Medicare Supplemental vs Medicare Advantage Plans

Medicare Supplemental

Medicare Supplement policies are designed to cover the “gaps” in coverage left by original Medicare.  These gaps include deductibles, coinsurance, co pays and extended hospital stays to name just a few. In an effort to make decisions easier for seniors the federal government standardized Medicare supplement plans.  The standardization makes every Medicare supplement’s benefits the same regardless of which company you purchase from.

Medicare supplements work in conjunction with Medicare Parts A and B.  When a doctor or hospital submits a bill, Medicare will approve (some of it) and pay its part. After that, the supplement will pick up whatever portion of the bill it was designed to pick up. Next, the insured is responsible for the balance, if any.  A good supplement will pick up all of the deductibles and most, if not all, of the coinsurance or co-payments.

Why you should buy Medicare Supplemental

If you have Medicare Supplemental you do not need for a referral to see a doctor or specialist. The doctors generally don’t deal with the Medicare Supplement Company, they submit their claims to Medicare, Medicare pays their part, and then Medicare sends the balance to the Medicare Supplement Company to “Pay the Rest.”

There are generally no co-pays when services are rendered.

Medicare Supplement Policies are “Guaranteed Renewable”. As long as you continue to make the premium payments, you can never lose the coverage.

If you move to another city or state, your Medicare Supplement policy moves with you.

When You should not buy Medicare Supplemental

One problem with supplements are the plan’s premiums. The premiums on a supplement can be expensive, especially for someone in good or near good health. Medicare beneficiaries in poor health or are regularly hospitalized can benefit greatly from supplements. However, paying those premiums may not be worth it for those seeing a doctor only a few times a year or only carry the insurance in case they may need it.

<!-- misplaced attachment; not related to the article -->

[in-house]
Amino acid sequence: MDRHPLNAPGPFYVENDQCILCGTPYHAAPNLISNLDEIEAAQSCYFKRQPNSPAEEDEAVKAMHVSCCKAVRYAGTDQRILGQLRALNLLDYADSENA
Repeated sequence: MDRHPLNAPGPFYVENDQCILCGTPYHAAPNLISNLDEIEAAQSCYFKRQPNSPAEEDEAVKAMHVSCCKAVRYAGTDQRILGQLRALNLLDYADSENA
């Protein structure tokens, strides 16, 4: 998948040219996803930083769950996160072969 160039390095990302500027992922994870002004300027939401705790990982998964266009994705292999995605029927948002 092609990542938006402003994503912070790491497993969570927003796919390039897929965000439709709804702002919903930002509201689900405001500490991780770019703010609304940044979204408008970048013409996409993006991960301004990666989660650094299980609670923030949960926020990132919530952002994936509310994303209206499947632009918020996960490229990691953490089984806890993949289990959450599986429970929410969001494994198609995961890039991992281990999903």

Medicare Advantage Plans

Under the Medicare Advantage program, the private managed-care version of Medicare, the government pays health plans monthly amounts for every member they cover, and those taxpayer-funded payments are adjusted based on how sick someone is. Members who have more chronic conditions have higher risk scores, and plans that cover them therefore receive higher payments.

Medicare Advantage Plans work in place of Medicare. Types of Medicare Advantage Plans include Health Maintenance Organizations (HMOs), Preferred Provider Organization (PPOs), and Private Fee-for- Service Plan (PFFS). Deductibles, co-pays, and additional premiums may be required for certain services and not all doctors are covered as “in network.” You typically choose your doctor from a network.

Medicare Advantage plans are a popular option for those over 65, with more than a quarter of all Medicare beneficiaries signing up for the privately-run plans. By choosing a Medicare Advantage plan, eligible participants can often get all their Medicare coverage, including Part A hospital care, Part B medical services, and Part D prescription drug coverage, in a single policy from a private insurance company.

Many Medicare Advantage plans are designed to provide more complete coverage than traditional Medicare, resulting in fewer upfront costs for healthcare expenses. This feature allows Medicare Advantage participants to avoid having to get separate supplemental Medicare coverage, also known as Medigap policies, in order to reimburse expenses that traditional Medicare won’t pay.

Medicare Advantage plans available to you in your state may be more restrictive than you’re used to or than you prefer when it comes to seeing doctors.

This downside might have you rethinking Medicare Advantage plans, but don’t dismiss them without seeing just what kinds of plans are available to you and what they offer.

How to shop around for Medicare Plans?

You should always be checking your benefits every year because the slightest change can have very big impacts.

Is it enough to shop on premium alone? The answer is no, you need to get an advice form a Medicare Specialist and it is a free service seniors get.

Open enrollment began Oct. 15. You have until Dec. 7 to decide if you want: an Advantage plan with or without a prescription benefit; a stand-alone drug coverage plan; or traditional Medicare managed by the federal government. Your selected coverage goes into effect Jan. 1.

Where contact a Medicare Specialist?

You can call us at Call Us 813 964 7100

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Schedule a complimentary meeting to review and save your Medicare  plan calling at Call Us  813 964 7100